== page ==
On the subject of Wicked Women

Hallie O'Donovan hallieod at indigo.ie
Tue May 22 13:07:17 EDT 2001

>Since we started talking about Laurel again, this is a response to an old
>old discussion in which Hallie dared, yet again, to disagree with me.

Just in case anyone reading this is thinking that they must remember 
never to disagree with Melissa - "just *look* at the mess Hallie got 
herself into" - I must say that I asked Melissa to send this to the 
list, after she'd sent it privately to me.  :)  I would much rather 
be disagreed with, out lucid-argumented, and shown up as just 
Altogether Wrong by Melissa than not to hear her slant on things. 
(This is not declaring Open Season on Hallie, BTW, just saying that 
Melissa does it so nicely!)

>(Note: in case you were wondering, it is an Old Old Joke that Melissa is
>Always Right.  This stems from the fact that I occasionally channel the
>spirit of Daisy Parker.  So now you know.)

Daisy Parker from the Bagthorpe books, right?  I read this blearily 
at 6:30 and did a strange mental loop around Daisy from the 
Bagthorpes, no, that famous personality, NO, Daisy from the 
Bagthorpes.  Quite painful, actually.

[Just to fly completely tangential to this thread for a minute, we 
have recently re-decorated our bathroom/loo/whatever.  With a couple 
of markers and reference to a bunch of our favourite books.  Facing 
you as you walk in is:  All the bees are ded.  Amen.   Across from 
the mirror (cool huh!) is Nowhere, Now Here and Here Now.  And then 
again in mirror writing.  Ok, there's a lot more writing on the 
walls, but I'll stop with that now.]

>Melissa wrote:
>>>You know, I rather like Laurel.  She's the bad guy, but she's not evil--just
>>>totally alien.  She's cruel, but fair (in both senses).  It hints at a whole
>>>realm of Faerie that we never see except in the glimpses of Laurel's life.
>>I tried to resist doing this, but, do you _really_, Melissa?  I find Laurel
>>totally evil, largely because she feels so very unalien to me.  I know
>>she's the Queen of Faerie and all, but I suppose she seems so like a lot of
>>people that I always think of her as human - in all the worst ways.  That
>>belief that one is entitled, because of being prettier, richer, having
>>achieved more, is frighteningly prevalent at the moment in my experience.
>>And fair?  Only when she sets the rules so that she'll win - or when she's
>>playing with other people's money, as Christopher says in The Perilous
>>OOH, I'd agree with everything you said if it were applied to the Lady in
>>The Perilous Gard...
>The funny thing is, I agree with everything you say, but in reverse.  That
>is, I see the Lady of _The Perilous Gard_ as the one who is very human, and
>Laurel as the alien one.

[snipped just to stop this being too long]

>On the other hand, I do like her as a *character*.  I agree that she looks
>like the kind of privileged wealthy debutante snob who assumes that she
>deserves more, is more worthy, because of her position and wealth.  But
>because she isn't human, I think it's reasonable (from her point of view) to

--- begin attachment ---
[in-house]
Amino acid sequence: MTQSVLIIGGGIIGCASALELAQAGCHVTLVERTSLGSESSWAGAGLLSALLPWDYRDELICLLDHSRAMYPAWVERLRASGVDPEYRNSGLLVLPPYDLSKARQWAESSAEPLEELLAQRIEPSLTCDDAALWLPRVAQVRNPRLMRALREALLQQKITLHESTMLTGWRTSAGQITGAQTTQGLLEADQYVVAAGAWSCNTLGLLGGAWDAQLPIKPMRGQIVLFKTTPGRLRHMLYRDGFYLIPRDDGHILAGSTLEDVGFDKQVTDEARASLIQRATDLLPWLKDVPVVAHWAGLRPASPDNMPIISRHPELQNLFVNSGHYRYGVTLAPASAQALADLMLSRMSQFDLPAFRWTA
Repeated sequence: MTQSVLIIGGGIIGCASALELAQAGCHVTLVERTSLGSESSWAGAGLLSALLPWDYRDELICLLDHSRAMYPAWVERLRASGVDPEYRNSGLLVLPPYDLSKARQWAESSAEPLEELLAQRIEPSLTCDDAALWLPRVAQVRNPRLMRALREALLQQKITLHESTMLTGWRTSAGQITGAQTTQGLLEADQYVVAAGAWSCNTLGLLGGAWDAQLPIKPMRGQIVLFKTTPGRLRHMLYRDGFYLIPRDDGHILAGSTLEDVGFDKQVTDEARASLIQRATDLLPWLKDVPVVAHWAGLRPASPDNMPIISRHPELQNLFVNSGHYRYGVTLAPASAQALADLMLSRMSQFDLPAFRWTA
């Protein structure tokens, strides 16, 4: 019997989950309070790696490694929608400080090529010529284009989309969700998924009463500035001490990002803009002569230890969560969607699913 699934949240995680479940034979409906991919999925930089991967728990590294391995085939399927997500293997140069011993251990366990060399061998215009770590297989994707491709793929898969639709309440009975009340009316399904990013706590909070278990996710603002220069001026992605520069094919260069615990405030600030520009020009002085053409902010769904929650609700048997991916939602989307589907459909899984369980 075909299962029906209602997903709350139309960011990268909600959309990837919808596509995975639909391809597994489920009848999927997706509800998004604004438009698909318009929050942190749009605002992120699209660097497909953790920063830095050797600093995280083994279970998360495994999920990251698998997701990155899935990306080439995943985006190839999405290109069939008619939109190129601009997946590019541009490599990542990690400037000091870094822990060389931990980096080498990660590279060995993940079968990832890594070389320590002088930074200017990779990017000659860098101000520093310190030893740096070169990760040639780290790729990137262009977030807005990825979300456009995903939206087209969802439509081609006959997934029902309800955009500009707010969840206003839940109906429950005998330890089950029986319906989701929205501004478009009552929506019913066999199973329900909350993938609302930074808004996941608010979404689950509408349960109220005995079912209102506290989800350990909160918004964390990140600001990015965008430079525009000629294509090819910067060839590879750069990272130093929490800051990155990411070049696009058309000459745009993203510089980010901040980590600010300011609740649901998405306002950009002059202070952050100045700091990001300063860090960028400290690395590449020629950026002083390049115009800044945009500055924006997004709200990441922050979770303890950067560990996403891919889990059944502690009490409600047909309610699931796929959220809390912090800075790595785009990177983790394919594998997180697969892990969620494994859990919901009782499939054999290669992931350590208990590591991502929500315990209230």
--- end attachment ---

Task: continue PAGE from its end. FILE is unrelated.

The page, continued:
>think so.  (Sidebar: The idea that Laurel is not human is, in my mind,
>implicit in the text.  It's possible that she IS in fact human with
>otherworldly powers, but I think this is one element which is lifted whole
>from the faerie stories of Tam Lin and Thomas the Rhymer.)  I don't *agree*
>with her.  But there are ways that she genuinely is different from other
>humans.  She behaves the way she does because that's how the Faerie are.
>Which is why I say it hints at aspects of the Faerie realm that we never
>see.  Laurel's evil because she does things for her own benefit that make
>humans suffer.  But to me that seems a lot like a spider preying on a
>fly--something she does because of her nature.

Ok, I now see totally what you were saying.  What I found interesting 
in why I didn't cop on to it, is the lack of - oh, Glamour 
surrounding Faerie in F&H.  Though there's probably a better way of 
expressing it.  This is *not* any kind of criticism of F&H, count me 
as one of the fervent admirers, just something I hadn't really 
noticed before.  There's just nowhere (oh, dear.  Not intended. 
Yikes!  How on earth do we manage to talk when DWJ has put extra 
meaning on so many words?)  Try again.  I find it hard to see any 
allure in Laurel's world; in fact it seems as if everyone has to be 
under a spell (even Leslie) or just taken to become part of it. 
Except for those who seek to escape death, like Mr. Leroy.

Ok, there's a question for you: if you think Laurel is *not* human, 
then what about Mr. Leroy and the others in the Court?  (Not saying I 
disagree about Laurel, just not sure yet.)

Back to the point I was making before the question, it seems that 
Faerie has pretty little to offer if all the Queen gets is life with 
a decaying Mr. Leroy.  Yuck!  For all the cold heartlessness of the 
court in _The Perilous Gard_, I can still see the appeal.  Especially 
on the Dancing Night.

So, I don't know where that leaves me, quite.  Except glad that you 
brought this up, and followed it up, Melissa.  Thanks again.


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